This is good news, and not a surprise.  Providers who can benefit from savings they can wring from the system are effective at finding those savings!   While you might think that an insurer with its volume could get the lowest prosthetic prices – it turns out that few insurers can drive all their business to a few manufacturers. Therefore, insurers can’t achieve prices as low as a determined (and far smaller) provider organization that is willing to lock out some manufacturers.

The WSJ article noted that this pilot program “rais[es] a long-term risk for manufacturers already facing some pressure on product prices.” That’s absolutely true, and emblematic of the challenge that every successful effort to lower health care costs lowers someone’s income.

Don Berwick

The Boston Globe reported today that Republicans will oppose Don Berwick’s nomination as the head of the Centers for Medicare and Medicaid Services (CMS) by accusing him of being “an advocate for rationing care.”

Nothing could be further from the truth.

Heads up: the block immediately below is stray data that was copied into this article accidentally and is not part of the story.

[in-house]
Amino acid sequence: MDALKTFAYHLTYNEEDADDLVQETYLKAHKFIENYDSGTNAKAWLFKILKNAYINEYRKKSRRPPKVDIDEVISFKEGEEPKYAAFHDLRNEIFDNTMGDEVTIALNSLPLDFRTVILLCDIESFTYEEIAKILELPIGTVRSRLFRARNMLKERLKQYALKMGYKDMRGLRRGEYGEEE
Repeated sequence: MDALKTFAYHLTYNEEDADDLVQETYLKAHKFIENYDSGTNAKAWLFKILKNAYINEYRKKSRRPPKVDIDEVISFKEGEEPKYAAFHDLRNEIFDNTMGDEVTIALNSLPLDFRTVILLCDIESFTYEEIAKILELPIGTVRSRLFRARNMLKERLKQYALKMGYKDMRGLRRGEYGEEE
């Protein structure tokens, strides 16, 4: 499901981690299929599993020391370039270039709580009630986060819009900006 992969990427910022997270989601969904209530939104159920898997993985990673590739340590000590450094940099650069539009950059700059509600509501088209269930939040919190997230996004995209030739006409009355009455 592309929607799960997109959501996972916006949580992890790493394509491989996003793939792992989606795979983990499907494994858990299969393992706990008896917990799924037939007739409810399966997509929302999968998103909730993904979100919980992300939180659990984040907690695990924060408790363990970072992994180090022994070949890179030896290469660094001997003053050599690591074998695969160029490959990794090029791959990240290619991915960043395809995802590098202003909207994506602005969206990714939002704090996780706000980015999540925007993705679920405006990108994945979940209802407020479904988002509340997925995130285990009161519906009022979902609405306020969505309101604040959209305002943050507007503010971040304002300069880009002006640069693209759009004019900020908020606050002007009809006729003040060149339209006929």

In most industries, it is well accepted that the highest quality requires minimizing waste.   However, in health care there has been a real divide between those who devote their careers to improving quality, and those who devote their careers to minimizing waste.    That’s starting to change, and the Institute of Medicine defined quality as Safe, Timely, Effective, Efficient, Equitable and Patient Centered.  That’s a good sign indeed.   

Don Berwick is a pioneering prophet of quality who recognized early that controlling waste, and keeping health care affordable, is critical to quality.  He has written (eloquently) about the “triple aim” of improving the experience of care, improving the health of populations, and reducing per capita costs of health care.”   His organization, the Institute for Healthcare Improvement, has helped spread knowledge, best practices, and the gospel of reducing errors and complications to save lives (and money).

We clearly need a CMS Administrator who cares deeply about quality, and who also understands the centrality of reining in our out-of-control costs.  It won’t be an easy job, because unnecessary costs in one person’s eyes are income to someone else.   Don Berwick can do this job.  We’re lucky he’s willing to try.

We must all agree that to guard our country's future financial health (and decrease the future deficit) we must control health care costs. Demagoguery accusing anyone who cares about costs of rationing, or death panels won't help. 

Berwick was prescient in Health Affairs in 2008 when he wrote: